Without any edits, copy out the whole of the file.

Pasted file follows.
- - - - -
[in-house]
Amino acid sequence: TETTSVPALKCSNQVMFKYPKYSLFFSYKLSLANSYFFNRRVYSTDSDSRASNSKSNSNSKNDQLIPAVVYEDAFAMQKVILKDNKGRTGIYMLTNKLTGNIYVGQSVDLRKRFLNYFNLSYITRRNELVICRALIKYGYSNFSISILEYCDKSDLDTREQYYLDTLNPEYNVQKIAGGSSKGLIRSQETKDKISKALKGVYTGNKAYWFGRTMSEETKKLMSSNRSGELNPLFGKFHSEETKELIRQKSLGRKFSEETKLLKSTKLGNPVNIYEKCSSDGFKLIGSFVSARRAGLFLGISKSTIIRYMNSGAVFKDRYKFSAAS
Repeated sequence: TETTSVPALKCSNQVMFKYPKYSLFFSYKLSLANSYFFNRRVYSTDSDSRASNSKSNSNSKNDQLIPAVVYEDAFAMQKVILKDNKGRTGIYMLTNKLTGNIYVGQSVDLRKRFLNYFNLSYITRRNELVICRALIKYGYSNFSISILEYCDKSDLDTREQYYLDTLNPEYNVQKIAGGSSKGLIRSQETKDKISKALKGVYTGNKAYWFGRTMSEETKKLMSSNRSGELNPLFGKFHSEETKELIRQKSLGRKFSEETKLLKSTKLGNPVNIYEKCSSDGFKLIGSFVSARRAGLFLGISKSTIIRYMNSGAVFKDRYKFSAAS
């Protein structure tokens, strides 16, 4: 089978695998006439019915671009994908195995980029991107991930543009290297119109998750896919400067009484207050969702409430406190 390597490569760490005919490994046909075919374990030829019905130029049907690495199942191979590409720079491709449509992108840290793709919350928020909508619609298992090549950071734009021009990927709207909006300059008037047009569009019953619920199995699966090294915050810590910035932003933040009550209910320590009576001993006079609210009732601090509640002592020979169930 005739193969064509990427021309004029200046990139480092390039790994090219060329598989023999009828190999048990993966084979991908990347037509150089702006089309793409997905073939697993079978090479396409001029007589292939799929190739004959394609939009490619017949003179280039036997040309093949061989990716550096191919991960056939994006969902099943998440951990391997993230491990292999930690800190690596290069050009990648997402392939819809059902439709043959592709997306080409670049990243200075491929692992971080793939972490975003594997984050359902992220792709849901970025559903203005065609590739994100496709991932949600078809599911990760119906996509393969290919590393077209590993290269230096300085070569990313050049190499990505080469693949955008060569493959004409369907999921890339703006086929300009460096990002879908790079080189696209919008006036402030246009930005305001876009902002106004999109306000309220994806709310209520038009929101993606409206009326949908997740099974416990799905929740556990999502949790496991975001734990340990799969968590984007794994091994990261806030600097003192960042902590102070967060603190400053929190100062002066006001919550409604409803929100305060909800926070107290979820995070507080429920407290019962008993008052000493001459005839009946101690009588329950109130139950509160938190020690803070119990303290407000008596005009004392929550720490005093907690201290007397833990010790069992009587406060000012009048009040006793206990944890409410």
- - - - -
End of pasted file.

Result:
[in-house]
Amino acid sequence: TETTSVPALKCSNQVMFKYPKYSLFFSYKLSLANSYFFNRRVYSTDSDSRASNSKSNSNSKNDQLIPAVVYEDAFAMQKVILKDNKGRTGIYMLTNKLTGNIYVGQSVDLRKRFLNYFNLSYITRRNELVICRALIKYGYSNFSISILEYCDKSDLDTREQYYLDTLNPEYNVQKIAGGSSKGLIRSQETKDKISKALKGVYTGNKAYWFGRTMSEETKKLMSSNRSGELNPLFGKFHSEETKELIRQKSLGRKFSEETKLLKSTKLGNPVNIYEKCSSDGFKLIGSFVSARRAGLFLGISKSTIIRYMNSGAVFKDRYKFSAAS
Repeated sequence: TETTSVPALKCSNQVMFKYPKYSLFFSYKLSLANSYFFNRRVYSTDSDSRASNSKSNSNSKNDQLIPAVVYEDAFAMQKVILKDNKGRTGIYMLTNKLTGNIYVGQSVDLRKRFLNYFNLSYITRRNELVICRALIKYGYSNFSISILEYCDKSDLDTREQYYLDTLNPEYNVQKIAGGSSKGLIRSQETKDKISKALKGVYTGNKAYWFGRTMSEETKKLMSSNRSGELNPLFGKFHSEETKELIRQKSLGRKFSEETKLLKSTKLGNPVNIYEKCSSDGFKLIGSFVSARRAGLFLGISKSTIIRYMNSGAVFKDRYKFSAAS
């Protein structure tokens, strides 16, 4: 089978695998006439019915671009994908195995980029991107991930543009290297119109998750896919400067009484207050969702409430406190 390597490569760490005919490994046909075919374990030829019905130029049907690495199942191979590409720079491709449509992108840290793709919350928020909508619609298992090549950071734009021009990927709207909006300059008037047009569009019953619920199995699966090294915050810590910035932003933040009550209910320590009576001993006079609210009732601090509640002592020979169930 005739193969064509990427021309004029200046990139480092390039790994090219060329598989023999009828190999048990993966084979991908990347037509150089702006089309793409997905073939697993079978090479396409001029007589292939799929190739004959394609939009490619017949003179280039036997040309093949061989990716550096191919991960056939994006969902099943998440951990391997993230491990292999930690800190690596290069050009990648997402392939819809059902439709043959592709997306080409670049990243200075491929692992971080793939972490975003594997984050359902992220792709849901970025559903203005065609590739994100496709991932949600078809599911990760119906996509393969290919590393077209590993290269230096300085070569990313050049190499990505080469693949955008060569493959004409369907999921890339703006086929300009460096990002879908790079080189696209919008006036402030246009930005305001876009902002106004999109306000309220994806709310209520038009929101993606409206009326949908997740099974416990799905929740556990999502949790496991975001734990340990799969968590984007794994091994990261806030600097003192960042902590102070967060603190400053929190100062002066006001919550409604409803929100305060909800926070107290979820995070507080429920407290019962008993008052000493001459005839009946101690009588329950109130139950509160938190020690803070119990303290407000008596005009004392929550720490005093907690201290007397833990010790069992009587406060000012009048009040006793206990944890409410």